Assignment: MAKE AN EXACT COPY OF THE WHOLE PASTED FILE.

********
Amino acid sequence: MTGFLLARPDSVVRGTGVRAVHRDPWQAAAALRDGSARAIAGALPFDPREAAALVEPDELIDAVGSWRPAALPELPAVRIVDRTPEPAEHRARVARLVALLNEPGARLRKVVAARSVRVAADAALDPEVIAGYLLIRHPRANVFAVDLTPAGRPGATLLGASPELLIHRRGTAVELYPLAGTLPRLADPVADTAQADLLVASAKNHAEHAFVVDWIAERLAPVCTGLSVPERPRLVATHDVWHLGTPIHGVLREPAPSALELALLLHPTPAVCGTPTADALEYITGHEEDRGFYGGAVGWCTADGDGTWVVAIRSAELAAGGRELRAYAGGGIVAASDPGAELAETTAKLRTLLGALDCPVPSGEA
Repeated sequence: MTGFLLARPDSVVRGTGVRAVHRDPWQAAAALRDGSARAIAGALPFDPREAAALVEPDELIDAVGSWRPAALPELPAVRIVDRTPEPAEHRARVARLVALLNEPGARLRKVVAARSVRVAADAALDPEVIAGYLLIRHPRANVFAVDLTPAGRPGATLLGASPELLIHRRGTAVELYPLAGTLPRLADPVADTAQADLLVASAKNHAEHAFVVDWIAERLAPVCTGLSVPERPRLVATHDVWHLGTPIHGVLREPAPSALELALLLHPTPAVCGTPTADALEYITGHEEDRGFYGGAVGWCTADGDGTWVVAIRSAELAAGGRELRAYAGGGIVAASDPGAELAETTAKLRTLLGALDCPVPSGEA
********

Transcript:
Amino acid sequence: MTGFLLARPDSVVRGTGVRAVHRDPWQAAAALRDGSARAIAGALPFDPREAAALVEPDELIDAVGSWRPAALPELPAVRIVDRTPEPAEHRARVARLVALLNEPGARLRKVVAARSVRVAADAALDPEVIAGYLLIRHPRANVFAVDLTPAGRPGATLLGASPELLIHRRGTAVELYPLAGTLPRLADPVADTAQADLLVASAKNHAEHAFVVDWIAERLAPVCTGLSVPERPRLVATHDVWHLGTPIHGVLREPAPSALELALLLHPTPAVCGTPTADALEYITGHEEDRGFYGGAVGWCTADGDGTWVVAIRSAELAAGGRELRAYAGGGIVAASDPGAELAETTAKLRTLLGALDCPVPSGEA
Repeated sequence: MTGFLLARPDSVVRGTGVRAVHRDPWQAAAALRDGSARAIAGALPFDPREAAALVEPDELIDAVGSWRPAALPELPAVRIVDRTPEPAEHRARVARLVALLNEPGARLRKVVAARSVRVAADAALDPEVIAGYLLIRHPRANVFAVDLTPAGRPGATLLGASPELLIHRRGTAVELYPLAGTLPRLADPVADTAQADLLVASAKNHAEHAFVVDWIAERLAPVCTGLSVPERPRLVATHDVWHLGTPIHGVLREPAPSALELALLLHPTPAVCGTPTADALEYITGHEEDRGFYGGAVGWCTADGDGTWVVAIRSAELAAGGRELRAYAGGGIVAASDPGAELAETTAKLRTLLGALDCPVPSGEA